'Where the devil have you been?', I hear you cry en masse. 'What the Dickens have you been getting up to?', you add as an afterthought.
Well, I'll tell you what I haven't been doing. And that is watching 'Neighbours'. Alas, my intellect has been called for elsewhere. And it certainly is necessary for all brain cells to be present in order to get off at the right bus stop, dodge raindrops effectively, and use all their strength for keeping my arm affixed to my body when lugging bloody great literary tomes around. That 'Riverside Chaucer' will be the death of me. On the plus side, I'm starting to resemble Popeye after the spinach magic. Only in one arm though.
Disregarding the loss of 'Neighbours' (I softly sob in sweet lament of this afternoon delight) I am attuning to the quirks and quaintness of our fine capital.
I shall give a taster of the observations I have made of late.
The library is organised in a nuts fashion. One could get lost in a dusty corner and never experience natural light again. Or, indeed, a common sense approach to alphebetisation.
Jeremy Bentham has his own pub. Which is marvellously cosy but a little overpriced. Now, is that the most happiness for the most people? At £5 for a large glass of wine, I think not. Though it is pleasing to see his brightly coloured features leering down at one from the pub sign.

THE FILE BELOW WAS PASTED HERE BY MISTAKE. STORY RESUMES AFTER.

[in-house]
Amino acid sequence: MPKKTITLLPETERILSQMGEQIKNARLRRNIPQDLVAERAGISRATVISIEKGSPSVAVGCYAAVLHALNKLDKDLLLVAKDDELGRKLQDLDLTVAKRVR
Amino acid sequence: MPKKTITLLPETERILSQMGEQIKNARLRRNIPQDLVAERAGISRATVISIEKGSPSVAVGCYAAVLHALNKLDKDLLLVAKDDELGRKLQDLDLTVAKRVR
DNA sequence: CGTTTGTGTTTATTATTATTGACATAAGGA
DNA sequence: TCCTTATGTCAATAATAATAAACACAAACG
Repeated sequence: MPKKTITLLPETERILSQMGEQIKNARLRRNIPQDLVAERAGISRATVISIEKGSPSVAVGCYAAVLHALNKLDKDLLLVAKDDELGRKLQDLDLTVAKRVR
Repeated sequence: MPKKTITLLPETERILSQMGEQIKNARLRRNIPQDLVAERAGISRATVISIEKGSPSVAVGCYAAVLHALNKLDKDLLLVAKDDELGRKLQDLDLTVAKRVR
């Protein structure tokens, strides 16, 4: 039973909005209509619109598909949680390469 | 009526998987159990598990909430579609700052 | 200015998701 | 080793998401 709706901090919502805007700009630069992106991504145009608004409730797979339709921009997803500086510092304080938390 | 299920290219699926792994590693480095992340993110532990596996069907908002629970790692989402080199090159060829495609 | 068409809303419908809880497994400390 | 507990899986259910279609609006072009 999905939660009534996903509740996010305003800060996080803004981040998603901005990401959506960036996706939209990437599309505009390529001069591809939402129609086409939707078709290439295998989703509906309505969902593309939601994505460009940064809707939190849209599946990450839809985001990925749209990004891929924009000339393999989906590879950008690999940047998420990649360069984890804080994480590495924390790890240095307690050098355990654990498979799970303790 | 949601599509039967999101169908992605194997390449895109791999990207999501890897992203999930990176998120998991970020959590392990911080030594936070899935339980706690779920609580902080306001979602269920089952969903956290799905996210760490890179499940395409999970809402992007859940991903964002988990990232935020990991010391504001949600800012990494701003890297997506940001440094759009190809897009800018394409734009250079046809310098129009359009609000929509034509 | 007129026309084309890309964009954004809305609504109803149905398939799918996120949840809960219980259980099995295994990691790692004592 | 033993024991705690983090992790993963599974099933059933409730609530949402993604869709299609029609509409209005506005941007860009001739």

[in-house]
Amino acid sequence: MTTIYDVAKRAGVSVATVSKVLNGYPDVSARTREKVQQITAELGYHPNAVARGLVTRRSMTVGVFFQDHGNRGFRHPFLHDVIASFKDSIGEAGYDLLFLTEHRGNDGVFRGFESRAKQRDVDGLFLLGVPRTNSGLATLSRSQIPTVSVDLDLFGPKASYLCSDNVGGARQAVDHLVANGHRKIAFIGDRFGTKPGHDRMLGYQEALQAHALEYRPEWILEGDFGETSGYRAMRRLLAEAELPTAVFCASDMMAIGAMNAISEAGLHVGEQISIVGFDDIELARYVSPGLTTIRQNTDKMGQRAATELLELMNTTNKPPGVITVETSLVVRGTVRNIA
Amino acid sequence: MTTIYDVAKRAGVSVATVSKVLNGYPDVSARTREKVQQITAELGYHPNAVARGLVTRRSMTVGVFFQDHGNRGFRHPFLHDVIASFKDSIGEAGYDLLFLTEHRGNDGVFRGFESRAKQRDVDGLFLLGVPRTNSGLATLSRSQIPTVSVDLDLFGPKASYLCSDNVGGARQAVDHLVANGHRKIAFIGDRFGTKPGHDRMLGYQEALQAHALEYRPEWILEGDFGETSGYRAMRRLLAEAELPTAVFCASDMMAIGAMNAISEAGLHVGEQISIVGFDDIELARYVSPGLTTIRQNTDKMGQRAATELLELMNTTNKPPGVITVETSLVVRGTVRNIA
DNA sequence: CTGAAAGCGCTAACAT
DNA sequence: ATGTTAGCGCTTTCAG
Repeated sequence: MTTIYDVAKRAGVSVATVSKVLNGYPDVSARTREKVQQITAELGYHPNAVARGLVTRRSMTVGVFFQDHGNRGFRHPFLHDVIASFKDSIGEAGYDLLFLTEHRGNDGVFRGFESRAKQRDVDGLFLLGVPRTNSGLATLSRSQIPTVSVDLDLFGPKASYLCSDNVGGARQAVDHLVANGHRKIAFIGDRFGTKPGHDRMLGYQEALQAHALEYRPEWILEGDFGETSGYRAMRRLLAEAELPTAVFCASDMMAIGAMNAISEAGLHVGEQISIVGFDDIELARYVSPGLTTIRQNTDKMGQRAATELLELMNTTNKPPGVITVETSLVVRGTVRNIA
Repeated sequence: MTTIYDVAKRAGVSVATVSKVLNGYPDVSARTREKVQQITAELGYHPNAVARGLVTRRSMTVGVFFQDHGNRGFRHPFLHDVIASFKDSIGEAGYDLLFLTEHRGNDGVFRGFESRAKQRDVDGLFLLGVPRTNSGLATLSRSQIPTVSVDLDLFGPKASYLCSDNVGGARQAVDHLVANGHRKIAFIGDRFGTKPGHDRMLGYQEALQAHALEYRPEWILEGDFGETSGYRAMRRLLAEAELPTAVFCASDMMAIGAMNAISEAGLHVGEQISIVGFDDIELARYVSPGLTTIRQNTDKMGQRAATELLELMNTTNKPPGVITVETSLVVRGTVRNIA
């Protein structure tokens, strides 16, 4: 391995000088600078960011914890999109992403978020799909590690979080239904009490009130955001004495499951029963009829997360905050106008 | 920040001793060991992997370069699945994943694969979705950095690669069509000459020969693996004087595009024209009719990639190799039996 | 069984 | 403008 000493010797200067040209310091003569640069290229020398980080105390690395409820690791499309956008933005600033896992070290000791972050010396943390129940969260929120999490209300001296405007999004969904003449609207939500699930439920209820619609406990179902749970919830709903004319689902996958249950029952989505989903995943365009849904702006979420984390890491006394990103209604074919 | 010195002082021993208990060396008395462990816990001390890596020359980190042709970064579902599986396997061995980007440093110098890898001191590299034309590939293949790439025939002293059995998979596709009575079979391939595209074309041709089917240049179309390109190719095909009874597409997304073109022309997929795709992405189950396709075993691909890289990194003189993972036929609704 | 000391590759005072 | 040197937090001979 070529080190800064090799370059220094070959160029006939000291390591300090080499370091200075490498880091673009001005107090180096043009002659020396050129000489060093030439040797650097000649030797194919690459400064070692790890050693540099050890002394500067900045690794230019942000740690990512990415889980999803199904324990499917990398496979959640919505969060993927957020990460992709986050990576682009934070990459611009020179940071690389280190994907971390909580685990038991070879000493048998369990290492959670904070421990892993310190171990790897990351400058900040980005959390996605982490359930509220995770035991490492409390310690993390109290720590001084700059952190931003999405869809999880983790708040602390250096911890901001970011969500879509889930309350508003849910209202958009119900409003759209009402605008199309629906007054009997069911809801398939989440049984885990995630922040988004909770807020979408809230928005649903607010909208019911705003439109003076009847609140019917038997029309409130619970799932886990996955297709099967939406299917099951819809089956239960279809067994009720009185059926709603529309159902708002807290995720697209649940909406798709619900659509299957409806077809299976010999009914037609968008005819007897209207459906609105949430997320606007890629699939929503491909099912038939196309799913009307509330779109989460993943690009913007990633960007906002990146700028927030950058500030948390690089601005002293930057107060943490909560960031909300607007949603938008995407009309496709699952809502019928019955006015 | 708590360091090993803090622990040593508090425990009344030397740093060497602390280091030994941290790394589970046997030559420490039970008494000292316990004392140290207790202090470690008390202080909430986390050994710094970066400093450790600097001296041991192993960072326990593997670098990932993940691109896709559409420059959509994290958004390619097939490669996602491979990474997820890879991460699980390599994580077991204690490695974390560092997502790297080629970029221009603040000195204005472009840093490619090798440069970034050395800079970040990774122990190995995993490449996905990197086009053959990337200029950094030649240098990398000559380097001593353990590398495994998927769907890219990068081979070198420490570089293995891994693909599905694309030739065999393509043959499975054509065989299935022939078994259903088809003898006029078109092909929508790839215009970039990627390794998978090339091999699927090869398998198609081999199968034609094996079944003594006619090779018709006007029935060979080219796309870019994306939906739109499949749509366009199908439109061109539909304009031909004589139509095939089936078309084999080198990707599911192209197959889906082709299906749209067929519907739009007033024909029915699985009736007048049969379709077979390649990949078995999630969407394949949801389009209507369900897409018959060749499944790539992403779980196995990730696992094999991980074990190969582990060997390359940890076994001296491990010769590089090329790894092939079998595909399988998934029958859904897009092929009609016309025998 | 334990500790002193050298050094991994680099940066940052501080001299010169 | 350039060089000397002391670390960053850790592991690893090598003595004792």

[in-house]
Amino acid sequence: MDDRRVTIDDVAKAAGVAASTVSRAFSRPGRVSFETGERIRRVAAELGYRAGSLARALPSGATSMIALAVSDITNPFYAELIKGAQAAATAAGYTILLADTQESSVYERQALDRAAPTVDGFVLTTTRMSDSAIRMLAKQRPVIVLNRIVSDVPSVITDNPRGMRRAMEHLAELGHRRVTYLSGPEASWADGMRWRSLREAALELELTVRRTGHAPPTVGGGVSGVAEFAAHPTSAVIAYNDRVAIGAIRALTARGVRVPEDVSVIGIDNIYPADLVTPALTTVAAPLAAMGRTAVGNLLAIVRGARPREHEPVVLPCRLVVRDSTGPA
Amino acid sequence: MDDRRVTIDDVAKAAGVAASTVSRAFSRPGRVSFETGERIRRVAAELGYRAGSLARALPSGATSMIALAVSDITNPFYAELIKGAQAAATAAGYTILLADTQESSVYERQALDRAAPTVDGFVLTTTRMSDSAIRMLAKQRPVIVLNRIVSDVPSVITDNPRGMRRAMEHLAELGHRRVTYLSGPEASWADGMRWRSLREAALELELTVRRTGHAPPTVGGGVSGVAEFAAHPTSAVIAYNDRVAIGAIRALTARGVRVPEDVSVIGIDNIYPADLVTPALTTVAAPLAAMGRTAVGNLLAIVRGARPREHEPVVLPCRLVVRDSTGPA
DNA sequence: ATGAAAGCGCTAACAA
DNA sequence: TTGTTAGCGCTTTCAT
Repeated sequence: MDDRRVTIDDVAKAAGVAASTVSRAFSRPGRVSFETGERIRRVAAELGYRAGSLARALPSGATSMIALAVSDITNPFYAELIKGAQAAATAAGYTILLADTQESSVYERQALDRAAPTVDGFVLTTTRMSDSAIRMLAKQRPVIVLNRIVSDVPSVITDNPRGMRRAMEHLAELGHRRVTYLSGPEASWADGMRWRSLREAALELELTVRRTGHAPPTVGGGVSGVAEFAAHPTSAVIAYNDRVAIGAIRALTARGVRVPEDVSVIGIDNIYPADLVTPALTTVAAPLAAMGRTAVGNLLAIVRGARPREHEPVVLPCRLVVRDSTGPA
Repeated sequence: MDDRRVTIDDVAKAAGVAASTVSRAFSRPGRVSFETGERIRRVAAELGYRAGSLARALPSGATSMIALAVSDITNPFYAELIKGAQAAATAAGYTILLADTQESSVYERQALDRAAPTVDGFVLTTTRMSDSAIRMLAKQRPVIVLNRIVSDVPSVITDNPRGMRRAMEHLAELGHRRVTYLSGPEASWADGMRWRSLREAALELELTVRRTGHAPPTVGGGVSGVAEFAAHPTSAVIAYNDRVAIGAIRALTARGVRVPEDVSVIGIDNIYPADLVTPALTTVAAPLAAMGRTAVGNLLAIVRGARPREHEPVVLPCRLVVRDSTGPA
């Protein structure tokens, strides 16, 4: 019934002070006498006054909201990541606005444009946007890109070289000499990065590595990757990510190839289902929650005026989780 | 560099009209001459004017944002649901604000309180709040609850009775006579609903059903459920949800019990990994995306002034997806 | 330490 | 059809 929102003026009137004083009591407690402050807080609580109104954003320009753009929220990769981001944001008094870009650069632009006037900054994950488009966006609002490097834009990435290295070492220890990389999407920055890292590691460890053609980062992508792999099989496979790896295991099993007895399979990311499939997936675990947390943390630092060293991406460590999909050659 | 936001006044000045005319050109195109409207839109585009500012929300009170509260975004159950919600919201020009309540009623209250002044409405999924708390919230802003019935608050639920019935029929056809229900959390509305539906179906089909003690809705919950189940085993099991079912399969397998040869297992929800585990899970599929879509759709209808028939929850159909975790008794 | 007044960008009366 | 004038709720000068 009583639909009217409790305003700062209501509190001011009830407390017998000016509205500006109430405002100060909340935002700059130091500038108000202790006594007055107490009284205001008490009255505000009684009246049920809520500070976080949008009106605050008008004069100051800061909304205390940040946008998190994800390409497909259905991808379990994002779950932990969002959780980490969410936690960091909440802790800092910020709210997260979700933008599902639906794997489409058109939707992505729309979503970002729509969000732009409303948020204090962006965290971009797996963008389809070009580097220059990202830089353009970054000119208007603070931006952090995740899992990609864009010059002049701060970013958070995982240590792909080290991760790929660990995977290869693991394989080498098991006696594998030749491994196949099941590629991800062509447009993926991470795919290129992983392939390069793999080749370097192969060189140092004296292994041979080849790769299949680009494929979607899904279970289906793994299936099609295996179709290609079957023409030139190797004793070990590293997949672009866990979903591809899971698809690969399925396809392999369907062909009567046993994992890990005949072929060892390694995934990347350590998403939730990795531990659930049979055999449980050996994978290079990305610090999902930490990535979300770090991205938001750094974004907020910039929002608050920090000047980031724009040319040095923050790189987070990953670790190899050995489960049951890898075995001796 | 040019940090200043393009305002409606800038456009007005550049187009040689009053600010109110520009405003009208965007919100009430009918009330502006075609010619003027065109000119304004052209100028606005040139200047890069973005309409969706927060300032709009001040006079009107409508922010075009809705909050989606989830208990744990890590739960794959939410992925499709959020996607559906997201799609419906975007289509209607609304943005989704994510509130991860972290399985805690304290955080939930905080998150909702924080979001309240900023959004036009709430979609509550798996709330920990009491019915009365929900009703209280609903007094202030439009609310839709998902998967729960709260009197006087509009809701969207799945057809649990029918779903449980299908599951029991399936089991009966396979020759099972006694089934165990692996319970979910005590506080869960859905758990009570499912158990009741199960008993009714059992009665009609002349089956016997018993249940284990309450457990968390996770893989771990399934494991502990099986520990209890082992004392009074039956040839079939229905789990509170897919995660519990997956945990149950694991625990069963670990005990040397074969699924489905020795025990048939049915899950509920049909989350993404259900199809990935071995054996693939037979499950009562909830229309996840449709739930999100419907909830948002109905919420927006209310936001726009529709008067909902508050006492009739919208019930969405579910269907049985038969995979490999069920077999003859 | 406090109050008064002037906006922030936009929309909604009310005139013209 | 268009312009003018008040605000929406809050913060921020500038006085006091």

Tutors all have their bizarre oddities. They are either named after Greek lute players, have disturbingly long fingernails for a middle aged man in corduroy, have a penchant, or even a fetish, for dashes in text, resemble Miss Cackle from 'The Worst Witch', or have fascinatingly lyrical names like Dr Ardis Butterfield.
The bus seems to be the place to be when the 'Dad gene' kicks in and I stare at people gormlessly without realising it. Totally captivating.
Large stacks of mattresses are transported from lorry to building in the middle of the street. Mattresses that I shall, in time, be laying my head on. Atleast I can see that they're doing something to my soon-to-be abode. I'll have a bed of sorts at any rate.
I actually have to read for the English course. A lot.
There are a billion other things too. But I can't recall off the top of my head. The cranial matter needs a rest. That is what 'Neighbours' is for.